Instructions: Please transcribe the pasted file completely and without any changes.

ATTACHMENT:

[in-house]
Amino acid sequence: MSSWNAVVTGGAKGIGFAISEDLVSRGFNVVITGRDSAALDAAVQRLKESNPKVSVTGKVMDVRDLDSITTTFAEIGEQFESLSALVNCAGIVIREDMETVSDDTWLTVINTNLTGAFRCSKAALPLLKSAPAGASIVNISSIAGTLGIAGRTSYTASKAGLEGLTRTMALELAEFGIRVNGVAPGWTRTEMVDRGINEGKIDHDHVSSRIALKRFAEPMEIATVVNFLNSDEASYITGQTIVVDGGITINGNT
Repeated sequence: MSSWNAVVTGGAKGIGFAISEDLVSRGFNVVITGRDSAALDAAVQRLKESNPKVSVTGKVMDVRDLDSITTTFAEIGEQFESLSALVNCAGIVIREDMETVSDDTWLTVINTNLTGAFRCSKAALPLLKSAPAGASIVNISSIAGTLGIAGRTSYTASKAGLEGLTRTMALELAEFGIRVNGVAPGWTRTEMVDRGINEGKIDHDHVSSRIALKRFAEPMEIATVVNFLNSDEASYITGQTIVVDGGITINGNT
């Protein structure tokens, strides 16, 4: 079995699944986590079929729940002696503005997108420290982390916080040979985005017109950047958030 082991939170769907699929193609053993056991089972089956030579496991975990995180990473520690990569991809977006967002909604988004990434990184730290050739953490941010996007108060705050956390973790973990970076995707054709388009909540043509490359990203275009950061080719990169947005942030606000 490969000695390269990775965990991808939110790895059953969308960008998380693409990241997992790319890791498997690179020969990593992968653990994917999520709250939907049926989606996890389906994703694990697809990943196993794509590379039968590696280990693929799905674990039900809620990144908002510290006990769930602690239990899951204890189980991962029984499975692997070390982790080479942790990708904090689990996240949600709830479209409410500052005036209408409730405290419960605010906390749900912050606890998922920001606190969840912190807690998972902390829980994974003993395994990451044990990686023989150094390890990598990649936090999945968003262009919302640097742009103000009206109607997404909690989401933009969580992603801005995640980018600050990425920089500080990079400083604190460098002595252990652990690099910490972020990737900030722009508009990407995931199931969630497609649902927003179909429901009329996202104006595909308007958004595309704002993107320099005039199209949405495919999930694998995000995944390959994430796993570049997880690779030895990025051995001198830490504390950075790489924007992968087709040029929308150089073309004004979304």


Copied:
[in-house]
Amino acid sequence: MSSWNAVVTGGAKGIGFAISEDLVSRGFNVVITGRDSAALDAAVQRLKESNPKVSVTGKVMDVRDLDSITTTFAEIGEQFESLSALVNCAGIVIREDMETVSDDTWLTVINTNLTGAFRCSKAALPLLKSAPAGASIVNISSIAGTLGIAGRTSYTASKAGLEGLTRTMALELAEFGIRVNGVAPGWTRTEMVDRGINEGKIDHDHVSSRIALKRFAEPMEIATVVNFLNSDEASYITGQTIVVDGGITINGNT
Repeated sequence: MSSWNAVVTGGAKGIGFAISEDLVSRGFNVVITGRDSAALDAAVQRLKESNPKVSVTGKVMDVRDLDSITTTFAEIGEQFESLSALVNCAGIVIREDMETVSDDTWLTVINTNLTGAFRCSKAALPLLKSAPAGASIVNISSIAGTLGIAGRTSYTASKAGLEGLTRTMALELAEFGIRVNGVAPGWTRTEMVDRGINEGKIDHDHVSSRIALKRFAEPMEIATVVNFLNSDEASYITGQTIVVDGGITINGNT
């Protein structure tokens, strides 16, 4: 079995699944986590079929729940002696503005997108420290982390916080040979985005017109950047958030 082991939170769907699929193609053993056991089972089956030579496991975990995180990473520690990569991809977006967002909604988004990434990184730290050739953490941010996007108060705050956390973790973990970076995707054709388009909540043509490359990203275009950061080719990169947005942030606000 490969000695390269990775965990991808939110790895059953969308960008998380693409990241997992790319890791498997690179020969990593992968653990994917999520709250939907049926989606996890389906994703694990697809990943196993794509590379039968590696280990693929799905674990039900809620990144908002510290006990769930602690239990899951204890189980991962029984499975692997070390982790080479942790990708904090689990996240949600709830479209409410500052005036209408409730405290419960605010906390749900912050606890998922920001606190969840912190807690998972902390829980994974003993395994990451044990990686023989150094390890990598990649936090999945968003262009919302640097742009103000009206109607997404909690989401933009969580992603801005995640980018600050990425920089500080990079400083604190460098002595252990652990690099910490972020990737900030722009508009990407995931199931969630497609649902927003179909429901009329996202104006595909308007958004595309704002993107320099005039199209949405495919999930694998995000995944390959994430796993570049997880690779030895990025051995001198830490504390950075790489924007992968087709040029929308150089073309004004979304």